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together based on talks with individual partners
about their cataloguing processes. A template was
devised which it was felt could best match the levels
of cataloguing undertaken by different partners.
It contained core information fields, compatible with
the Dublin Core standard, which partners had to
produce for each catalogue item. Some fields were
mandatory such as descriptions, dates, copyright
status and access conditions. (A catalogue item is
usually defined as a discrete object.This may be a
photograph, a volume, an object, a leaflet and it may
have many parts to it for example, one catalogue
entry might be for a volume, which will obviously
have many pages (and therefore several pdfs) attached
to it.)
Despite this template there are still large variations
in the quality of metadata, which means the user may
have search experiences of varying success. In a truly
cross-domain project like Moving Here it is inevit-
able that the array of cataloguing styles and standards
used across three professions would produce vari-
ances.What was meant by a description to one
partner would not mean the same to another. Use
of subject, person and place index fields was not
obligatory and this is another difference among the
data.The central team had a policy of not interfering
with the metadata submitted by partners because this
would go against their integrity of cataloguing.
Instead, if improvements to the catalogue are to be
made they will have to come in the form of a layer
of index terms imposed in uniformity across the
whole catalogue from the central team at a later date.
At the end of the day it is important to make sure
the user has a consistent searching experience and
manages to access the wealth of sources. If they lay
hidden because people are searching on words not
mentioned in the original descriptions, then the
original descriptions should be enhanced.
Partners received funds from the NOF grant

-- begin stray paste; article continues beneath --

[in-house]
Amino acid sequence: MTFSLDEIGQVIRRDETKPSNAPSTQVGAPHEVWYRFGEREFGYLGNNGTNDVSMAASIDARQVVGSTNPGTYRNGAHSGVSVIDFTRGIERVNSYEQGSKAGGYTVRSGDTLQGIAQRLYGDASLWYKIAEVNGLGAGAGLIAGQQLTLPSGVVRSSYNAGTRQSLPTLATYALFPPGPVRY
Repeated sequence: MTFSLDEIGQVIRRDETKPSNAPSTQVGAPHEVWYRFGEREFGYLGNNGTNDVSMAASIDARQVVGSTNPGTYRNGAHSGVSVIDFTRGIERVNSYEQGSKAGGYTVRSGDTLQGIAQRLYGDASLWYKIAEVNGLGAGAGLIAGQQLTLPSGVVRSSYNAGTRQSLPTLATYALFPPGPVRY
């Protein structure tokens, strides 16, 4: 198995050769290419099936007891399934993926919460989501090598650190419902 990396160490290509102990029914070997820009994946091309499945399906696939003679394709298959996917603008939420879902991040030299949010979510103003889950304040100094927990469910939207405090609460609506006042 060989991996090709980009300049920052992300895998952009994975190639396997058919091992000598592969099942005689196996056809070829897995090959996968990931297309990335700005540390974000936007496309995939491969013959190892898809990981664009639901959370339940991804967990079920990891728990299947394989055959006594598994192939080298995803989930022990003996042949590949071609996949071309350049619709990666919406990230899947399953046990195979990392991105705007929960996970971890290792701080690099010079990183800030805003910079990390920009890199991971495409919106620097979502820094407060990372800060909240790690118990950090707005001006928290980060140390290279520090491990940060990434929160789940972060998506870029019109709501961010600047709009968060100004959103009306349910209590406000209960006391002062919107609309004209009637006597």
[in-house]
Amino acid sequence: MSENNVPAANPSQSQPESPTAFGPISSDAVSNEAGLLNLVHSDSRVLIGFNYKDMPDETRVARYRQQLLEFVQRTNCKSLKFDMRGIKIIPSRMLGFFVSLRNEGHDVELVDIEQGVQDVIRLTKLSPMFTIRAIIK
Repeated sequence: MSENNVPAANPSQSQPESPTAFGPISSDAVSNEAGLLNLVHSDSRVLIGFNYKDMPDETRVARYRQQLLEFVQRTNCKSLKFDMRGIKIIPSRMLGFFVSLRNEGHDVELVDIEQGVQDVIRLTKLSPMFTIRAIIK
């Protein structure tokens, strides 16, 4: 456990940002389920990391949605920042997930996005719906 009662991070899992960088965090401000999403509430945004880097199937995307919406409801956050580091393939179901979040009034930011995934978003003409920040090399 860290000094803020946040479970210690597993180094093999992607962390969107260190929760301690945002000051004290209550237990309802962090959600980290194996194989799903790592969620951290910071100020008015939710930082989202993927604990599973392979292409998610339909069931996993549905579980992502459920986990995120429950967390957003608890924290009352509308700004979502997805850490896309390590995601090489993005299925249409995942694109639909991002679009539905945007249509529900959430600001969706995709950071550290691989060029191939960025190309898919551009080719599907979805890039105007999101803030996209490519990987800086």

according to the amount of items they had agreed
they could provide to Moving Here and the
resources required to provide them.These funds
sometimes covered the cost of buying scanning
equipment and, of course, staff to operate it or to
fund the use of existing in-house reprographics units.
Sometimes it included the cost of researchers to
delve into the collections and select suitable material
in the first place. For other partners the most prac-
tical approach was to outsource the digitisation and
hire the services of a digitisation bureau in some
cases, this was in fact another partner who was better
equipped for the digitisation of oral histories and
flatbed scanning than some smaller partners.
On the whole, partners underspent their allowance
from the total budget. Moving Here is an ambitious
project of significant scale which had not been
attempted before and it could therefore be true to
say that costs were over-estimated to be on the safe
side. In some cases there was an underspend because
the full amount of material originally promised was
too ambitious either there were copyright issues
or resource issues which meant targets now became
unrealistic and the partner could not spend all they
had been allocated.These underspends were put
back into the project and directed towards further
technical enhancements of the site, more marketing
to maintain the profile or more community activity.
What is... the New Opportunities Fund (NOF)?
The New Opportunities Fund is the biggest of the
National Lottery `good cause' distributors, providing
Lottery funding for health, education and environ-
ment projects across the UK.
Proposed projects should:
| improve the quality of life of people throughout
the UK;
| address the needs of those who are most dis-
advantaged in society;
| encourage community participation; and
| complement relevant local and national
strategies and programmes.
Furthermore, the project needs to assure sustainability
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